"They said, 'All you know is how to sit behind a desk and make decisions that affect our lives,'" Silverman recalls. "And I told them about my time at Thiokol, where I worked in the plants alongside people of their fathers' and grandfathers' generation. It gave me instant credibility."

Learn From Your Mistakes

Silverman is not shy about discussing his mistakes because, he says, "People who never make mistakes never do anything." He emphasizes that learning must occur from missteps.

"I once misjudged the timing of an investment," he says. "We felt like there was a good market window, but the technology wasn't exactly ready yet. By the time we built the plant, the plant was obsolete and we had to take a write off. So I learned to be very careful about when a technology is ready and when you need to introduce it."

That being said, Silverman also believes there are key steps that leaders should take to help avoid mistakes.

"If you're about to make a decision that's going to be hugely impactful on your company, get a ton of advice and get people involved," he says. "If you're the leader, don't champion an idea; you don't want to influence your employees' thoughts. You want to hear what they honestly have to say about it, and you remain neutral until you feel you've gathered enough evidence for or against it."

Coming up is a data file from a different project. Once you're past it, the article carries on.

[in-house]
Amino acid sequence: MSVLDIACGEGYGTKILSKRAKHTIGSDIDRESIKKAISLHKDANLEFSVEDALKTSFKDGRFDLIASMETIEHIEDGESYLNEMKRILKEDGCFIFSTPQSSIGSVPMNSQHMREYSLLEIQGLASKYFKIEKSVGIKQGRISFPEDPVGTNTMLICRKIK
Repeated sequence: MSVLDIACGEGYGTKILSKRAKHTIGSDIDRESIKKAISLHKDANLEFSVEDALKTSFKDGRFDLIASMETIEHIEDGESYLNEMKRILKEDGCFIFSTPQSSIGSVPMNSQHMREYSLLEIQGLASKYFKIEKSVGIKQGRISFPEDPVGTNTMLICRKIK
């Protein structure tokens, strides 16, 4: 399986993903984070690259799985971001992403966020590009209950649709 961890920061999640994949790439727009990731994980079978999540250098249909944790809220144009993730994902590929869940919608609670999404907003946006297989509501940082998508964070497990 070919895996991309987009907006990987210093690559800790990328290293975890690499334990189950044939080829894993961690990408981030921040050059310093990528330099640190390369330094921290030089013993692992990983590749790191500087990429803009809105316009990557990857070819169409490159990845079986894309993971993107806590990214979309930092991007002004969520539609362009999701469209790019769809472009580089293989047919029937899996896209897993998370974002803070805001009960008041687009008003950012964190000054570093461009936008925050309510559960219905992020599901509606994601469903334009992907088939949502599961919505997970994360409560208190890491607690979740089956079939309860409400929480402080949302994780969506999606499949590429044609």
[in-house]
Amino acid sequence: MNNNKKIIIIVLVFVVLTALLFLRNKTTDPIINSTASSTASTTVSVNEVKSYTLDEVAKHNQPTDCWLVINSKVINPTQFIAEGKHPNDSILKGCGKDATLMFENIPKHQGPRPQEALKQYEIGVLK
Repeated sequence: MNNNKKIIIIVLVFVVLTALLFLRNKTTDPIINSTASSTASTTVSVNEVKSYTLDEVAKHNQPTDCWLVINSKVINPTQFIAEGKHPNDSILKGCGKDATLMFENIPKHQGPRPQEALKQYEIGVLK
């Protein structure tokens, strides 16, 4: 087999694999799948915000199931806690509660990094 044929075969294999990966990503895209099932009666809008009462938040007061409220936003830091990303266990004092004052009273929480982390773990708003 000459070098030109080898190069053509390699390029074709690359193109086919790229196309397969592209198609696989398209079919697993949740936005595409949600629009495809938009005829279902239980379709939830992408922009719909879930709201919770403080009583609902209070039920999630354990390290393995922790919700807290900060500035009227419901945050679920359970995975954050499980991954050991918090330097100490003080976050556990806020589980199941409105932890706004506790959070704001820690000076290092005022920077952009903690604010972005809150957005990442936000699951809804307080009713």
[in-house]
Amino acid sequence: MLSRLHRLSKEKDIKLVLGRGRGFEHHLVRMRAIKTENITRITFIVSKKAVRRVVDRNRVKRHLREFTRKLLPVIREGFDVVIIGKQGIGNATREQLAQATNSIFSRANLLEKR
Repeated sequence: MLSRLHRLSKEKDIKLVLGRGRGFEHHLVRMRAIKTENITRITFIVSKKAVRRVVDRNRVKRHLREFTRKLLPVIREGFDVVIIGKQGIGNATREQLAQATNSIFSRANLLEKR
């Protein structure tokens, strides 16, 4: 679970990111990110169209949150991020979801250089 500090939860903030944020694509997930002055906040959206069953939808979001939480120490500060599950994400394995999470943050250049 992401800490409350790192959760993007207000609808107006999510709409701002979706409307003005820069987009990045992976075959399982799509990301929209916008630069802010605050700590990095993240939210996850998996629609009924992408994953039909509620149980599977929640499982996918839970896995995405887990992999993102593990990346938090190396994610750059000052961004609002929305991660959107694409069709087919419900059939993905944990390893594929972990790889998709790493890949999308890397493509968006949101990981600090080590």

Create a Sense of Ownership

At the heart of Silverman's philosophy of leadership is the idea that every member of an organization, no matter their place in the hierarchy, should feel a sense of ownership in the decision-making process, a lesson he learned from one of his plant employees. Although he concedes that a unilateral management style is sometimes necessary - in times of acute crisis for example - most long-term success is achieved by open-minded and collaborative leaders who make their employees feel valued and allow their voices be heard.

Silverman explains: "If I wanted to go in direction 'A' and an employee wanted to go in direction 'B,' I would hear them out. We would debate it, for an hour, for a day - however long it took. One of three things would then occur. I would sustain 'A' and thank them for 'B,' or I would say 'B' is really good. But more than half the time, because we rigorously tested the options against each other, we'd find a better direction, 'C.' This is because we were willing to debate the alternatives."

Silverman says transparent decision-making processes and the willingness to treat employees as equals when discussing ideas helped PQ's employees drive the company's earnings from $14 to $43 million in just five years.